Commercialization of vegetable production in Alamata Woreda, Northern Ethiopia: processes and impact
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Berhane, G., Gebrehiwot, A., Berhe, K., and D. Hoekstra. 2010. Commercialization of vegetable production in Alamata Woreda, Northern Ethiopia: Processes and Impact. IPMS Case Study. Nairobi, Kenya: ILRI
Permanent link to this item: http://hdl.handle.net/10568/879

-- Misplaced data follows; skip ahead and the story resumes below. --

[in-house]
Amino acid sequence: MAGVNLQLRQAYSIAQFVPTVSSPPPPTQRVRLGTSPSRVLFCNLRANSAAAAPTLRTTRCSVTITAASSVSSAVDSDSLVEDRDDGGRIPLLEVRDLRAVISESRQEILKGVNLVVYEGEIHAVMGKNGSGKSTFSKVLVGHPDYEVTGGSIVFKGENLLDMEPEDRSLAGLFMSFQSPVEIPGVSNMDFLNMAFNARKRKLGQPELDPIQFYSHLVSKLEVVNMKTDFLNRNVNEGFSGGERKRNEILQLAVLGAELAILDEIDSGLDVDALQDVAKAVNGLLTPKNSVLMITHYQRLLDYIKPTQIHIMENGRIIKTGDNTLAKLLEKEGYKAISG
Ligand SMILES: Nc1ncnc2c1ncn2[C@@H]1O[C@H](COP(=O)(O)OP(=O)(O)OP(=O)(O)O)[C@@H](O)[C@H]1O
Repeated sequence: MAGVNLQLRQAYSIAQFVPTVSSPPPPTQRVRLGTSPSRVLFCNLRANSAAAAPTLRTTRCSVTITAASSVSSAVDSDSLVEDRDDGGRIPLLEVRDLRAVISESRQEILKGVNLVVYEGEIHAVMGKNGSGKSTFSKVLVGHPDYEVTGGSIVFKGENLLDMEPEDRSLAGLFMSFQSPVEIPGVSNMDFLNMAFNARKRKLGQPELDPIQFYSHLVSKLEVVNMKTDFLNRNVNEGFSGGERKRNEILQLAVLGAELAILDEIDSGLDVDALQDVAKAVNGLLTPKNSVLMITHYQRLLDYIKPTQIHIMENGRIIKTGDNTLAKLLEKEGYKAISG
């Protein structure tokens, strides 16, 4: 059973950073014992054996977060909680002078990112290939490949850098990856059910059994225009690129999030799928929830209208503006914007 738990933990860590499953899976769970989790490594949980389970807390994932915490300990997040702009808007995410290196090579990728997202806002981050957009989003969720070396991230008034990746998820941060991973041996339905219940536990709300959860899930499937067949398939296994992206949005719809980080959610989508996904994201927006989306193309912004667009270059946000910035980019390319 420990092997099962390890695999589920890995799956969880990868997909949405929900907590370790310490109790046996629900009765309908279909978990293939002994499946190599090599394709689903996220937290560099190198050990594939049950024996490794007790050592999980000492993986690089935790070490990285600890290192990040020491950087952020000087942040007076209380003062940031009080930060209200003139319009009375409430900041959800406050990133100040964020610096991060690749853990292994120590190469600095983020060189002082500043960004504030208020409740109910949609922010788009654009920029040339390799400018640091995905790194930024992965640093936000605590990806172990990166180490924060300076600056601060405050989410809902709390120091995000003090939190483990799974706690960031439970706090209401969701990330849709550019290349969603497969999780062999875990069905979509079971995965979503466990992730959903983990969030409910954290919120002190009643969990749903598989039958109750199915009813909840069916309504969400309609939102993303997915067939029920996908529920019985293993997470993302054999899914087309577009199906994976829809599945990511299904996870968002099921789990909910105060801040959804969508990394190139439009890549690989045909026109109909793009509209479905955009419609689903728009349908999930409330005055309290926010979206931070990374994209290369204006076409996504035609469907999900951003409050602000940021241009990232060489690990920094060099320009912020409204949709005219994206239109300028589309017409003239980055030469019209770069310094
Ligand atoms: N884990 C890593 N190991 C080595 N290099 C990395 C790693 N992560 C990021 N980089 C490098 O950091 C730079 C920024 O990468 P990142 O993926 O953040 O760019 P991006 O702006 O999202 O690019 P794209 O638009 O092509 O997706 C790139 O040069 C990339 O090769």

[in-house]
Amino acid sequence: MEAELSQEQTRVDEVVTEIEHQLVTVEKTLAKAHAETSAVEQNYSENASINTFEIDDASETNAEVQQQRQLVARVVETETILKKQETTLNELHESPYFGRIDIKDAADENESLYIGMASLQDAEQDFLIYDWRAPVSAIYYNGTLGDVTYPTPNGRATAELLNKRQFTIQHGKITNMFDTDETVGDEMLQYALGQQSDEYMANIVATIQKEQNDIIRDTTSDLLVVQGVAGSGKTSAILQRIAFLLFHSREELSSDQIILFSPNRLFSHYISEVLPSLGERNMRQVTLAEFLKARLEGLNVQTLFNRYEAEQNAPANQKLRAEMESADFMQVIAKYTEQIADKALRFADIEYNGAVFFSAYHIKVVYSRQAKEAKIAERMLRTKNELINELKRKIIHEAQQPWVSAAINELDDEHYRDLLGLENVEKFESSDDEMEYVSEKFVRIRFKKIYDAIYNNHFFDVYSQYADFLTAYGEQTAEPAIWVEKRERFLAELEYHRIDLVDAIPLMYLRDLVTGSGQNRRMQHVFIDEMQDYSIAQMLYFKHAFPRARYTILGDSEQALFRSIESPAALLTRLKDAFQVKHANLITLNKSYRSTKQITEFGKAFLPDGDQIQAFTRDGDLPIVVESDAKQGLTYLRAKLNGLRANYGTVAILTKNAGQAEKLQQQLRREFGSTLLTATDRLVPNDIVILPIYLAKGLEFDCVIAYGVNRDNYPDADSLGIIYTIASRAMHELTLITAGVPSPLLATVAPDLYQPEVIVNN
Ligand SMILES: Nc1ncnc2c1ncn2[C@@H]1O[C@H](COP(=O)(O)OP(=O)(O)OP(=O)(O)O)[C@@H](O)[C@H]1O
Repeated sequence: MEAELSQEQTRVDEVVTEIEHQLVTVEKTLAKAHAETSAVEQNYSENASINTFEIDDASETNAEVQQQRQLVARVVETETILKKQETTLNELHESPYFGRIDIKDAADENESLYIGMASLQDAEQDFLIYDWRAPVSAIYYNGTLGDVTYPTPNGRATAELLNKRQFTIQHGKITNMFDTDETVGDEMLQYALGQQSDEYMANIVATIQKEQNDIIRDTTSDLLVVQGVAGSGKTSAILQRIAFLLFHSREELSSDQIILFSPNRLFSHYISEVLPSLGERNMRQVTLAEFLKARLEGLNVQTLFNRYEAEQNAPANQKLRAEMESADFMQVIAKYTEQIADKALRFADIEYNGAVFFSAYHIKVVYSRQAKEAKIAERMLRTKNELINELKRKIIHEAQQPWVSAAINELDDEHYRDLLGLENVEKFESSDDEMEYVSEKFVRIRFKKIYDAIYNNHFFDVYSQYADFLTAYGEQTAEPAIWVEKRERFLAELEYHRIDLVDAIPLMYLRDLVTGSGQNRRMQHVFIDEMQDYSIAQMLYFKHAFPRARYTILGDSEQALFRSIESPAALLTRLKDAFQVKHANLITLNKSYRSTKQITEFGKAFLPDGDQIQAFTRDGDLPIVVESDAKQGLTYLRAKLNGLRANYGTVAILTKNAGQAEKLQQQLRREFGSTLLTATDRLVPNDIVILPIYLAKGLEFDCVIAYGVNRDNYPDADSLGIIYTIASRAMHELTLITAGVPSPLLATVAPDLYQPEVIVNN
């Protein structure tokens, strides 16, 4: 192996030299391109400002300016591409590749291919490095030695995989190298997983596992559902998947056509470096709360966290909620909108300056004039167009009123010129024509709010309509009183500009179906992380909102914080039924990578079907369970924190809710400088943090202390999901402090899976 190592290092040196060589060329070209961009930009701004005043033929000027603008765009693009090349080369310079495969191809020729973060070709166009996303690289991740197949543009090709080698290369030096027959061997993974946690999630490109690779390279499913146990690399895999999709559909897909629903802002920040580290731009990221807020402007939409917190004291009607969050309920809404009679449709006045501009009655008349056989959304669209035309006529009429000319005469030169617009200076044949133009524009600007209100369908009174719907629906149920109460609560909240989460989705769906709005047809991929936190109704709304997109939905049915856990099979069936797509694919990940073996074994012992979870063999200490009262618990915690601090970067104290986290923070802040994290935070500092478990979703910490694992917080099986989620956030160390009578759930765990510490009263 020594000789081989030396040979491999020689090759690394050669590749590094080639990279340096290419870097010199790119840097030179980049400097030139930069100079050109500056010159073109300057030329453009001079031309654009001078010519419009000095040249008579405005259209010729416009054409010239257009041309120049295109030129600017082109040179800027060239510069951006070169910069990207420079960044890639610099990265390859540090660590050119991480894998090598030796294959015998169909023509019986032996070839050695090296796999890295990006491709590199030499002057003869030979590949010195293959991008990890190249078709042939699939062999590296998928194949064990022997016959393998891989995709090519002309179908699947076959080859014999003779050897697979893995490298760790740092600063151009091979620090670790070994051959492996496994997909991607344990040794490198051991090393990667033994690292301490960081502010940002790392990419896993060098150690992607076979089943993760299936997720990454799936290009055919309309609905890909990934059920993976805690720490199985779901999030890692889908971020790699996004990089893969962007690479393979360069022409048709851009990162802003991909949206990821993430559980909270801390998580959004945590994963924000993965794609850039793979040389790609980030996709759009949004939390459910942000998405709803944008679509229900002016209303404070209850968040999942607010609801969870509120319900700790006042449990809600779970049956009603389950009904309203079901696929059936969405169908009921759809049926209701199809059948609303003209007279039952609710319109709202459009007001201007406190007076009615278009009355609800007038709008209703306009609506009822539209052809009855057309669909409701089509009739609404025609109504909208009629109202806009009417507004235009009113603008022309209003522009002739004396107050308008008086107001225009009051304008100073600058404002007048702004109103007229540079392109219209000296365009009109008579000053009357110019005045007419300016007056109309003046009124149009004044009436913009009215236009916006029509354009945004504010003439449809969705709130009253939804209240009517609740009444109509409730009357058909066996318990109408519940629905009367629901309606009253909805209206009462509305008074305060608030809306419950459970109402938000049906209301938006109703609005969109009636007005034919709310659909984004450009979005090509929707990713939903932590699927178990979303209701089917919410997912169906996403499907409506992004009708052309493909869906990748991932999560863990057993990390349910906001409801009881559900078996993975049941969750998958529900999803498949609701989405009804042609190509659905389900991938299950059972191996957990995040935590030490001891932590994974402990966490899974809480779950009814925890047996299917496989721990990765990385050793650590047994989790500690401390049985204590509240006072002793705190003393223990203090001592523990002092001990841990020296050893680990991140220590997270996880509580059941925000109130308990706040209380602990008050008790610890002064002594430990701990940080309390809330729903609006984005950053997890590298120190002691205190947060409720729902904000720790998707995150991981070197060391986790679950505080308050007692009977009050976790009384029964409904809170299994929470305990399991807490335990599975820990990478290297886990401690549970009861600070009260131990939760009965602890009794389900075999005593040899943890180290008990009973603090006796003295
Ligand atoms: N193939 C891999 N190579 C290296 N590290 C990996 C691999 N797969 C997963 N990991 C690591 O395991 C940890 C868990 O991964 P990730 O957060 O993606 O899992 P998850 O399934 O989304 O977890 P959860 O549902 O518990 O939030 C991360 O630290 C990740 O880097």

The Raya valley in Tigray where Alamata Woreda is located, has fertile soil, suitable climate and rich water resources to grow various crops including vegetables. Surface water from seasonal rivers/streams and small dams and ground water extracted from deep and shallow wells with various water lifting devices are the two main sources of water for irrigation in the Woreda. A participatory rural appraisal (PRA) study conducted by the Woreda stakeholders and facilitated by IPMS identified (irrigated) vegetables as a potential marketable commodity in 2005. Using the commodity value chain approach, production, input supply and marketing problems and opportunities were identified. Major problems were lack of interest partly as a result of market failure in the past, lack of agronomic and irrigation knowledge and skills resulting in lack of use of advanced agronomic inputs (e.g. seeds) and underutilization of modern irrigation facilitates (most of the deep wells established were not used and/or underutilized). Different extension approaches were used including study tours to change the mind-set and to acquire knowledge for experts and farmers. Following various production interventions, market linkages were created which resulted in better prices (from 0.70Birr/kg before 2005 to 3-5Birr/kg in the following years). Farmer to farmer communications, trainings, workshops and media coverage facilitated the further dissemination of knowledge and skills between PAs in Alamata and neighboring Woredas. As a result of these interventions, the area of irrigated onion, pepper and tomato tripled in size from 351 ha in 2004/05 to 1113 ha in 2008/09. The lion share of this increase was due to a ten fold increase in onion area from 84 ha in 2004/05 to 824 ha in 2008/09. Most of this increase took place in the spate irrigated areas where plots previously used for cereal crops (sorghum and teff) were converted to vegetables. Both women and men farmers benefited from the intervention. Many farmers managed to construct houses in town and were able to own different assets. The further expansion of the (irrigated) vegetable production in Alamata is feasible. However, more attention needs to be paid to improving productivity, especially in the spate irrigated areas since no clear evidence was found that area increase was accompanied by productivity increase, indicating lack of adequate institutional and farmers’ knowledge and skills. Also adverse weather conditions during the 2008 harvesting season, resulted in considerable crop spoilage and lower prices – indicating the risk associated with this commodity under rain-fed conditions. Finally, potential salinity problems should also be taken into account.